Fear and hope collide in this collection of possible tomorrows. What happens when boiling heat stokes family resentments; when a girl’s personal crisis trumps global catastrophe; or when two climate scientists decide to party like it’s the end of the world? Like the best sci-fi, these cli-fi stories offer up answers that are darkly funny, liberating, and all too conceivable. – Amazon
Content warnings: crass language, sexual connotations, death (both human and animal), violence (domestic and otherwise), suicide, spiraling mental health, racism, classism, climate crisis
TL;DR: These 7 short stories center around the devastating effects of the climate crisis, and while each one ultimately convinces us that humans are Earth’s Mightiest Villains, the stories, overall, leave us mentally exhausted and more confused than we should be.
Title:I Found You Author: Lisa Jewell Genre: thriller Release: 2017 Content warnings: sexual assault, attempted rape, violence, harassment Blurb (Goodreads): In the windswept British seaside town of Ridinghouse Bay, single mom Alice Lake finds a man sitting on a beach outside her house. He has no name, no jacket, and no idea how he got there. Against her better judgment, she invites him inside.
Meanwhile, in a suburb of London, newlywed Lily Monrose grows anxious when her husband fails to return home from work one night. Soon, she receives even worse news: according to the police, the man she married never even existed.
Twenty-three years earlier, Gray and Kirsty Ross are teenagers on a summer holiday with their parents. The annual trip to Ridinghouse Bay is uneventful, until an enigmatic young man starts paying extra attention to Kirsty. Something about him makes Gray uncomfortable—and it’s not just because he’s a protective older brother.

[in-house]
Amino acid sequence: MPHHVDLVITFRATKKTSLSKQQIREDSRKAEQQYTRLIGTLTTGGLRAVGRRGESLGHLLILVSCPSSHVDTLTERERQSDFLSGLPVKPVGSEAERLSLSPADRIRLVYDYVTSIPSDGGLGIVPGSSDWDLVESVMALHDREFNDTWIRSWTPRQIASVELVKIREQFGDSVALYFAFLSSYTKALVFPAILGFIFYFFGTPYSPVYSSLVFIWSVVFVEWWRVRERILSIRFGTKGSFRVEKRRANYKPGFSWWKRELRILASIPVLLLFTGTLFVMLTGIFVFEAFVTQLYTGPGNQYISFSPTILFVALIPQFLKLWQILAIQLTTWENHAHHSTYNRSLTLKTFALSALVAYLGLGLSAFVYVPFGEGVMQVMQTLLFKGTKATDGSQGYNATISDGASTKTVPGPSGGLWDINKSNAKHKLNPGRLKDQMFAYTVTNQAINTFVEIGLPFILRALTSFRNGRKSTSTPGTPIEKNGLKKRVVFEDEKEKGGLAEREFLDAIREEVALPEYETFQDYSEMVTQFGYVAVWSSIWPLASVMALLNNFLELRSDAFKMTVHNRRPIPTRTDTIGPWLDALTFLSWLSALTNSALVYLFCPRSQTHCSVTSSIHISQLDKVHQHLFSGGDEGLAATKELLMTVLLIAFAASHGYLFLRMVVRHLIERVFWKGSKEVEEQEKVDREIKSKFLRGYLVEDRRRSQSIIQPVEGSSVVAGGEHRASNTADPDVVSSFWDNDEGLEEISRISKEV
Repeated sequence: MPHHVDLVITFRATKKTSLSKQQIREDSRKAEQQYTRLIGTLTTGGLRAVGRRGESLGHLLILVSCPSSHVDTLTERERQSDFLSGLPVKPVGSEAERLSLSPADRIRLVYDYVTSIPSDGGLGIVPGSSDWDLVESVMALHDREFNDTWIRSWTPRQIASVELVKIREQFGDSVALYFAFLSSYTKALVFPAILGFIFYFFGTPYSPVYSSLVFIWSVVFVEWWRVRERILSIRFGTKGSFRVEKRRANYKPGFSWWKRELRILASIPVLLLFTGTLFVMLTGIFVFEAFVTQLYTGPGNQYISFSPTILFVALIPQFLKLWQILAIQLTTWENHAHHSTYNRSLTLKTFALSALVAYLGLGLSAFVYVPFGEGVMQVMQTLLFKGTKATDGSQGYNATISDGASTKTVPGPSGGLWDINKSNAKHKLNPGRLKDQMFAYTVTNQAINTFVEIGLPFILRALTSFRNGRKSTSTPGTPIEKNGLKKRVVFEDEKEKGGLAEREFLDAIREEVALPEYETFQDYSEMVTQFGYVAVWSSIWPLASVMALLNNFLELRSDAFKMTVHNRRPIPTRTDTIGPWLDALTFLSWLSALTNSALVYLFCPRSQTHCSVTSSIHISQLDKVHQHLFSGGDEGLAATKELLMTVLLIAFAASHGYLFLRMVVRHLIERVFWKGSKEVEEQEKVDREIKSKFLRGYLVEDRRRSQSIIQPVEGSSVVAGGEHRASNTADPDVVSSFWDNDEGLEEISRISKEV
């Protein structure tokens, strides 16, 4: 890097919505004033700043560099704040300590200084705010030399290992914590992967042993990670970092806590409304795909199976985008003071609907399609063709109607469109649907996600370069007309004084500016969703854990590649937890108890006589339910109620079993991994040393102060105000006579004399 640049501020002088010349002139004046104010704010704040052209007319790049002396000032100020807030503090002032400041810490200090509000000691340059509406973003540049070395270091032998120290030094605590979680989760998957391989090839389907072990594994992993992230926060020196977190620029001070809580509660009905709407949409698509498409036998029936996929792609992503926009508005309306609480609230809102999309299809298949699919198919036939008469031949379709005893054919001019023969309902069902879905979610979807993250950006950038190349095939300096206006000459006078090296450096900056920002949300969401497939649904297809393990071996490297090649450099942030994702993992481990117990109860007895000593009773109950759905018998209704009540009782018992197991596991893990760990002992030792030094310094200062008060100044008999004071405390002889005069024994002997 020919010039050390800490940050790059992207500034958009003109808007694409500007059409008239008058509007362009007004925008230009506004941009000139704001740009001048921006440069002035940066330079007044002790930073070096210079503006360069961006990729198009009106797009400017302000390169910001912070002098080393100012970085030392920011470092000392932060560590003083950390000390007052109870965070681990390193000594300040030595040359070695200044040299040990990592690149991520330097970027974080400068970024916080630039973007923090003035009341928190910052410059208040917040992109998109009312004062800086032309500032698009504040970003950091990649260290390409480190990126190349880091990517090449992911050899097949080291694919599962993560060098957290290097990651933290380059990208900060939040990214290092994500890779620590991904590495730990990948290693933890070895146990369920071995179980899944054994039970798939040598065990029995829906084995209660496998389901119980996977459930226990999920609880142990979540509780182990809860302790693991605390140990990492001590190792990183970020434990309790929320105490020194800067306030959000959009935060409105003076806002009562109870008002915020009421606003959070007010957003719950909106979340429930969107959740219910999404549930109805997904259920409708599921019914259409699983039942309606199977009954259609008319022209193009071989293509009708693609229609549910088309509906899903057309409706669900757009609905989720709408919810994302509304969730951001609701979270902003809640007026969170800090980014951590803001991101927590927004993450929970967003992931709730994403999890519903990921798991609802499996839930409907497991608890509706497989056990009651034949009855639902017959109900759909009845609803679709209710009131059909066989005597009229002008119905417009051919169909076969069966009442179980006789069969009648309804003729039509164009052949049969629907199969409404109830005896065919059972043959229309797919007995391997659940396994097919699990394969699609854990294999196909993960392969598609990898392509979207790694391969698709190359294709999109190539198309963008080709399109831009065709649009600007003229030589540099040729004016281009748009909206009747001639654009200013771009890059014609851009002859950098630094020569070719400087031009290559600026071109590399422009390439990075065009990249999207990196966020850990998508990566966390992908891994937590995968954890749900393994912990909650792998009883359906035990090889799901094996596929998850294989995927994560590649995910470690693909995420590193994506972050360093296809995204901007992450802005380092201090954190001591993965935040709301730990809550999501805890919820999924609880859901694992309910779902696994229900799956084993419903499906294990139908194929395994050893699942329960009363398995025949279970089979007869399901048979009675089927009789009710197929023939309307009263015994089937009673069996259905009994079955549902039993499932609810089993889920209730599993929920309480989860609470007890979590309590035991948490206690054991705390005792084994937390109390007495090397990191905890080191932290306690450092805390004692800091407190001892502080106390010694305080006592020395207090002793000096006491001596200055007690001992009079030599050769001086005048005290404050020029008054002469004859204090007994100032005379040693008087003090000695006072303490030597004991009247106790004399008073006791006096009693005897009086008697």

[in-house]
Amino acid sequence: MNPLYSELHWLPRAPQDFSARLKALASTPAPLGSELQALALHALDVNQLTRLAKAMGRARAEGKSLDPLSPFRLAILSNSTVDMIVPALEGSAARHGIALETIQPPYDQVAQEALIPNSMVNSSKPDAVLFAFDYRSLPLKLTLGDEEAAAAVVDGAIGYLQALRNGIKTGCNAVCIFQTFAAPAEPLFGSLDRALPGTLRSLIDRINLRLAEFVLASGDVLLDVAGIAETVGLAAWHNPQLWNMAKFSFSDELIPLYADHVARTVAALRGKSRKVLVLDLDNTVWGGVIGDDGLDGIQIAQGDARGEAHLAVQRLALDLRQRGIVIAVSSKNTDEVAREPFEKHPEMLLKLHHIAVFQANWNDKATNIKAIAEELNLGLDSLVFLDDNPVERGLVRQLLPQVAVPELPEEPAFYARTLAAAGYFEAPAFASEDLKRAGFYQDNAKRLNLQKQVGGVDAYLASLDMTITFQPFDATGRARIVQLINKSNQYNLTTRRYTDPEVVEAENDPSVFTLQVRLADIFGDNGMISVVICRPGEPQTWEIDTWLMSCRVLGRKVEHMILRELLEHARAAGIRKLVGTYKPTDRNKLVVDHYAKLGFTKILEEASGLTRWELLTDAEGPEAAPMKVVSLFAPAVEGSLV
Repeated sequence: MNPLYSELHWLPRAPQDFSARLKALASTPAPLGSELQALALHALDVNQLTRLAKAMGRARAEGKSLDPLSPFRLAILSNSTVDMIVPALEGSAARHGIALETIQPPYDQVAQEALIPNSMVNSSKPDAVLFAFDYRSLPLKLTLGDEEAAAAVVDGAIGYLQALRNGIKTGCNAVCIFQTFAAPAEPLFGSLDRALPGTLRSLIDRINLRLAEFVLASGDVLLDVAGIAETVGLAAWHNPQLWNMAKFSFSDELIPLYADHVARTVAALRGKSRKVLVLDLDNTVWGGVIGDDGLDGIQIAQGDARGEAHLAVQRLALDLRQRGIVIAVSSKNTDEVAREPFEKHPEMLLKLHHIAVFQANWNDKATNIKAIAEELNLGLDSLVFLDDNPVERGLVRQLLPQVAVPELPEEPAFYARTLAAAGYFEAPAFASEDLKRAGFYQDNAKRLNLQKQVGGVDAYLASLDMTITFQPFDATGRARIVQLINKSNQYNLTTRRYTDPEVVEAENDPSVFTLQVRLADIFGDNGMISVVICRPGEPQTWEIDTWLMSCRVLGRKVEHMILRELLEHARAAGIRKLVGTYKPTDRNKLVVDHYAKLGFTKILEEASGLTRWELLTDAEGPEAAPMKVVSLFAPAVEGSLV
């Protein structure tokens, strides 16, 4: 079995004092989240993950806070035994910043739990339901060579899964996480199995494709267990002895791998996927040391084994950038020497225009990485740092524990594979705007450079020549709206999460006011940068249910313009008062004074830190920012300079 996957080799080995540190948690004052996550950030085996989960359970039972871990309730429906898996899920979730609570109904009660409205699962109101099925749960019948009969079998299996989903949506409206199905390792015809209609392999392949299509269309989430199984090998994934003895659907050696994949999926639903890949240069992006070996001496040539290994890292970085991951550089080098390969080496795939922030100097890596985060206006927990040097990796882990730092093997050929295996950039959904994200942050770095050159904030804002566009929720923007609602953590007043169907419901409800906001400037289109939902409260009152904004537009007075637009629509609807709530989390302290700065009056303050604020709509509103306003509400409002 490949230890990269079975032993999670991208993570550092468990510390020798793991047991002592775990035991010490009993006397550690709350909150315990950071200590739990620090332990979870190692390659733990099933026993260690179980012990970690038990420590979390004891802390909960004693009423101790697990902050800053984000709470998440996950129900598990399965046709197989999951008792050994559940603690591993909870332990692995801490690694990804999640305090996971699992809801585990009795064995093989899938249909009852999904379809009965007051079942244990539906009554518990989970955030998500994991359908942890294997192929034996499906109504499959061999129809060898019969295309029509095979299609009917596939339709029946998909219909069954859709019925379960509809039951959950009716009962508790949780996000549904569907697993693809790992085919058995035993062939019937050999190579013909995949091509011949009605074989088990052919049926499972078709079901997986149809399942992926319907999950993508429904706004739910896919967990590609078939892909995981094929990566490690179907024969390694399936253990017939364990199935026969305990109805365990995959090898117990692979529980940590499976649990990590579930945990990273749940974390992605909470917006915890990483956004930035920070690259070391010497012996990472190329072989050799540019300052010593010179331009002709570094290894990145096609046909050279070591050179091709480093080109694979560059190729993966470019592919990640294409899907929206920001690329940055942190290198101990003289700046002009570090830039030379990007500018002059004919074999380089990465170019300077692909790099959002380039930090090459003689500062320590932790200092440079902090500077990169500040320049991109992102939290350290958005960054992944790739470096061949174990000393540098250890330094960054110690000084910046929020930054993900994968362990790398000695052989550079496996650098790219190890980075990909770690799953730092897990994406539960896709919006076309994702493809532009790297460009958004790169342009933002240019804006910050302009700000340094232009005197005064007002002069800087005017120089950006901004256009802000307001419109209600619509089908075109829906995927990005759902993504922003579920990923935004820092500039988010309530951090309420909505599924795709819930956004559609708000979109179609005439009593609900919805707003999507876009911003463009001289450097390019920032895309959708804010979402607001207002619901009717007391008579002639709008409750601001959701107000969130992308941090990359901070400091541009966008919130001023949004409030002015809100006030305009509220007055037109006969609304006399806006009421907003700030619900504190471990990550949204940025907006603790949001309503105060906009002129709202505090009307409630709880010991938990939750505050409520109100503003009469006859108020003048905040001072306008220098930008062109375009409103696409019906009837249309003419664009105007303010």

Who is the man on the beach? Where is Lily’s missing husband? And what ever happened to the man who made such a lasting and disturbing impression on Gray?
4 out of 5topazes
I’ll be honest: I don’t really care about the amnesia trope. I neither hate it nor love it; it’s just there, and if the author does it well, then I’m set. Thankfully, Jewell does it well in that it makes sense. The fugue state happens when the afflicted undergoes unspeakable trauma, and Gray undergoes such trauma.
Hello, everyone! It’s the weekend and a little over a week into the new year. Today, I want to talk about my reading goals for 2021. I don’t have many because I find that if I give myself too many goals, I actually don’t finish them all, and then I feel bad about myself, ha. Still, I want to keep myself somewhat accountable with my reading, especially since 2020 was so successful in terms of the books I’ve read.
Without further ado, here are the 6 reading goals I hope to accomplish throughout the months.
Title:Stuff Matters: Exploring the Marvelous Materials That Shape Our Man-Made World Author: Mark Miodownik Genre: science, nonfiction Release: 2014 Blurb (Goodreads):An adventure deep inside the everyday materials that surround us, packed with surprising stories and fascinating science. Why is glass see-through? What makes elastic stretchy? Why does a paper clip bend? Why does any material look and behave the way it does? These are the sorts of questions that Mark Miodownik a globally-renowned materials scientist has spent his life exploring In this book he examines the materials he encounters in a typical morning, from the steel in his razor and the graphite in his pencil to the foam in his sneakers and the concrete in a nearby skyscraper.
5 out of 5 topazes
One of my New Year’s reading resolutions is to read more nonfiction. I actually love nonfiction, but I just don’t read enough of it. I got this book around, oh, 2015, maybe even 2014 – not for myself, but for my sister. She never read it, and I haven’t either…until now as part of my regimen to read more broadly this year.
What a year. A lot has happened to and for everyone, and my mental health has never looked so grimy. Thankfully, I’ve had books to keep me company. I’ve always been a reader, but this year, what with everything that went on, I became a reading monster.